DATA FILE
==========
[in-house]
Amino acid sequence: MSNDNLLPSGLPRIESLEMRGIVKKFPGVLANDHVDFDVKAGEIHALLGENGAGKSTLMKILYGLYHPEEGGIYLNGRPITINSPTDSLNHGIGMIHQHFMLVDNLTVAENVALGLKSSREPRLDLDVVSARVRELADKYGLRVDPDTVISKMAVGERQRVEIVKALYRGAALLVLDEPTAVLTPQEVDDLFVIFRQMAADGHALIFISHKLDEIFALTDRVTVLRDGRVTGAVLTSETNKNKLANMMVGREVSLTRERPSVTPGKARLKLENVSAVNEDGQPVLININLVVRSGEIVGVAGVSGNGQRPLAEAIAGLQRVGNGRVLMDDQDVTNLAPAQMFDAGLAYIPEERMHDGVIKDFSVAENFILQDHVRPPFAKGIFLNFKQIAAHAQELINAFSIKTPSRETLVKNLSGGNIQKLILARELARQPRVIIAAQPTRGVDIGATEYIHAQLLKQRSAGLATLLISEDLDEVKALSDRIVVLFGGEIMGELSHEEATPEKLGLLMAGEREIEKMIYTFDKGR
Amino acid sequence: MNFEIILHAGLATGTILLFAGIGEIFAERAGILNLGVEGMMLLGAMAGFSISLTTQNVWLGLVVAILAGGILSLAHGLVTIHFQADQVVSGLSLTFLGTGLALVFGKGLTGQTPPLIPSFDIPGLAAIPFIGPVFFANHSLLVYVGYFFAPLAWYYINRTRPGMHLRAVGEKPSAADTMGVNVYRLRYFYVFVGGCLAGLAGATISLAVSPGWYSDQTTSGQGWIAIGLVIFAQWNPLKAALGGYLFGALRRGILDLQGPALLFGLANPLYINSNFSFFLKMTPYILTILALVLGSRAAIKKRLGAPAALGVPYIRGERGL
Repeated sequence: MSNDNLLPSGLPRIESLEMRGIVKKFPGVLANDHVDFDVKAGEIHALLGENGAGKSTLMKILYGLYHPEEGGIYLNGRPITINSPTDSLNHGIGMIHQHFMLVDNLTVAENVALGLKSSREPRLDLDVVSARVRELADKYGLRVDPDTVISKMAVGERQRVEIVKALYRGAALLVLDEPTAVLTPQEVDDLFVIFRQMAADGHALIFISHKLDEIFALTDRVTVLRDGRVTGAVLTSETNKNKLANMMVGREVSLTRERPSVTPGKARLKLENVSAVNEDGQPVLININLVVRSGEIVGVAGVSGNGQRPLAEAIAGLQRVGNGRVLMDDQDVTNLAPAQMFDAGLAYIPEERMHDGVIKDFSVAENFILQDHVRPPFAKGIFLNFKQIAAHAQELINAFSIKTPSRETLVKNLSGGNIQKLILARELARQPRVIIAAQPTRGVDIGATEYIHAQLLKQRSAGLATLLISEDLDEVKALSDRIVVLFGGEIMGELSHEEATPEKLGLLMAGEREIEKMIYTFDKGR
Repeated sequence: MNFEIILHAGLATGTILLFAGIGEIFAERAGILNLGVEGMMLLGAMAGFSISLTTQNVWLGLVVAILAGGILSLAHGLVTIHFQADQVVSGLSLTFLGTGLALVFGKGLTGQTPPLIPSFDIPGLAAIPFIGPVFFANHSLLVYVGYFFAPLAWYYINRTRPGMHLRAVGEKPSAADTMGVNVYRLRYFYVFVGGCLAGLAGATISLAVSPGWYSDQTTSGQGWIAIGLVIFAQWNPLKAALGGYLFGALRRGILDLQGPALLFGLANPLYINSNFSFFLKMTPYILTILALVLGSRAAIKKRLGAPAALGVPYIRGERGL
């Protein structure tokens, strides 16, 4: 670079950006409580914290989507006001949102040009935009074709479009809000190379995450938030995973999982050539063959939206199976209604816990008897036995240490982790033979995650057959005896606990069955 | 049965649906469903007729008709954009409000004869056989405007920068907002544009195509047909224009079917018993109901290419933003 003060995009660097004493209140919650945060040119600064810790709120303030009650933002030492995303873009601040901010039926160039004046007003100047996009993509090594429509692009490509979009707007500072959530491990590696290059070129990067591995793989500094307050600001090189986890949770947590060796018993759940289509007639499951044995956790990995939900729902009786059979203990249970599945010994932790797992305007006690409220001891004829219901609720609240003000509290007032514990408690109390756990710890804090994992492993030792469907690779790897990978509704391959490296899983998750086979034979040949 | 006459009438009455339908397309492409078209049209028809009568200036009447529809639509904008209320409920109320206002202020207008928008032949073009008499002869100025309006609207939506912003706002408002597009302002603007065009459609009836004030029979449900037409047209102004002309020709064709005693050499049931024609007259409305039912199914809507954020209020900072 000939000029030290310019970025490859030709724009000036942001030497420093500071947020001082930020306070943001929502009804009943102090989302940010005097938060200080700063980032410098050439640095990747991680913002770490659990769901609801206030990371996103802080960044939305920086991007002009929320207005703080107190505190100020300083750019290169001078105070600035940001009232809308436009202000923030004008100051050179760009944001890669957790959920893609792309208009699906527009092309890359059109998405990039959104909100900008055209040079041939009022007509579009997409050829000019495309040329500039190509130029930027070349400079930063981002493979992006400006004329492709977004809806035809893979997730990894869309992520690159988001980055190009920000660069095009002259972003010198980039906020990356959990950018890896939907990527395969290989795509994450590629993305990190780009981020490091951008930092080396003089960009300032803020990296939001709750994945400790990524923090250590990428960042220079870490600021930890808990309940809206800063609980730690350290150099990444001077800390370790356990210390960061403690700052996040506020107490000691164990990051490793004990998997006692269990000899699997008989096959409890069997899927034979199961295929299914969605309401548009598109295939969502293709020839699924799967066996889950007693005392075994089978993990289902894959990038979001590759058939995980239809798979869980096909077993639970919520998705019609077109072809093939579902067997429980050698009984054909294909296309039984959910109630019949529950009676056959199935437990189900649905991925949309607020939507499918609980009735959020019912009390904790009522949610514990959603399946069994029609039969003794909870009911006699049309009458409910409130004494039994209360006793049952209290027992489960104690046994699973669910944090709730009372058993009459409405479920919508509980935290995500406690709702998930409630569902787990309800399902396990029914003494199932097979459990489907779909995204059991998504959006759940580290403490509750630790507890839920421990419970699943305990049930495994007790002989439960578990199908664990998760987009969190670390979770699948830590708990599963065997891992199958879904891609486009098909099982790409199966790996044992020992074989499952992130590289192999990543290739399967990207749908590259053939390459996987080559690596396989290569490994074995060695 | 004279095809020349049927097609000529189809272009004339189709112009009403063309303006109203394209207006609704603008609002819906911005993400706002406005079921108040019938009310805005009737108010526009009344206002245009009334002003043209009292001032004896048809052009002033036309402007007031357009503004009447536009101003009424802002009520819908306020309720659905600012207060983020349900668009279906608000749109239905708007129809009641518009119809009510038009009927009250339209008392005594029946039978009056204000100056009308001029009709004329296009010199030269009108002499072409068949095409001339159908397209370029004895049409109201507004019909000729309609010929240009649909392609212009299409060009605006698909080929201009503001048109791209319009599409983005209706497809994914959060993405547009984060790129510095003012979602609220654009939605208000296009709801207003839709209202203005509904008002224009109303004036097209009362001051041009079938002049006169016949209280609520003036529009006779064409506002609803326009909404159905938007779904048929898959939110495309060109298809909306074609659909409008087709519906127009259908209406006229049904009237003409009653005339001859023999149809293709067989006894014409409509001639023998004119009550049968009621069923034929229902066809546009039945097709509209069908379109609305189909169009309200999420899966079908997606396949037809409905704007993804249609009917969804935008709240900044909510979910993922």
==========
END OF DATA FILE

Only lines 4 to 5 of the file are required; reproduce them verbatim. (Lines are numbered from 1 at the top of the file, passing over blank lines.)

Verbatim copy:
Repeated sequence: MSNDNLLPSGLPRIESLEMRGIVKKFPGVLANDHVDFDVKAGEIHALLGENGAGKSTLMKILYGLYHPEEGGIYLNGRPITINSPTDSLNHGIGMIHQHFMLVDNLTVAENVALGLKSSREPRLDLDVVSARVRELADKYGLRVDPDTVISKMAVGERQRVEIVKALYRGAALLVLDEPTAVLTPQEVDDLFVIFRQMAADGHALIFISHKLDEIFALTDRVTVLRDGRVTGAVLTSETNKNKLANMMVGREVSLTRERPSVTPGKARLKLENVSAVNEDGQPVLININLVVRSGEIVGVAGVSGNGQRPLAEAIAGLQRVGNGRVLMDDQDVTNLAPAQMFDAGLAYIPEERMHDGVIKDFSVAENFILQDHVRPPFAKGIFLNFKQIAAHAQELINAFSIKTPSRETLVKNLSGGNIQKLILARELARQPRVIIAAQPTRGVDIGATEYIHAQLLKQRSAGLATLLISEDLDEVKALSDRIVVLFGGEIMGELSHEEATPEKLGLLMAGEREIEKMIYTFDKGR
Repeated sequence: MNFEIILHAGLATGTILLFAGIGEIFAERAGILNLGVEGMMLLGAMAGFSISLTTQNVWLGLVVAILAGGILSLAHGLVTIHFQADQVVSGLSLTFLGTGLALVFGKGLTGQTPPLIPSFDIPGLAAIPFIGPVFFANHSLLVYVGYFFAPLAWYYINRTRPGMHLRAVGEKPSAADTMGVNVYRLRYFYVFVGGCLAGLAGATISLAVSPGWYSDQTTSGQGWIAIGLVIFAQWNPLKAALGGYLFGALRRGILDLQGPALLFGLANPLYINSNFSFFLKMTPYILTILALVLGSRAAIKKRLGAPAALGVPYIRGERGL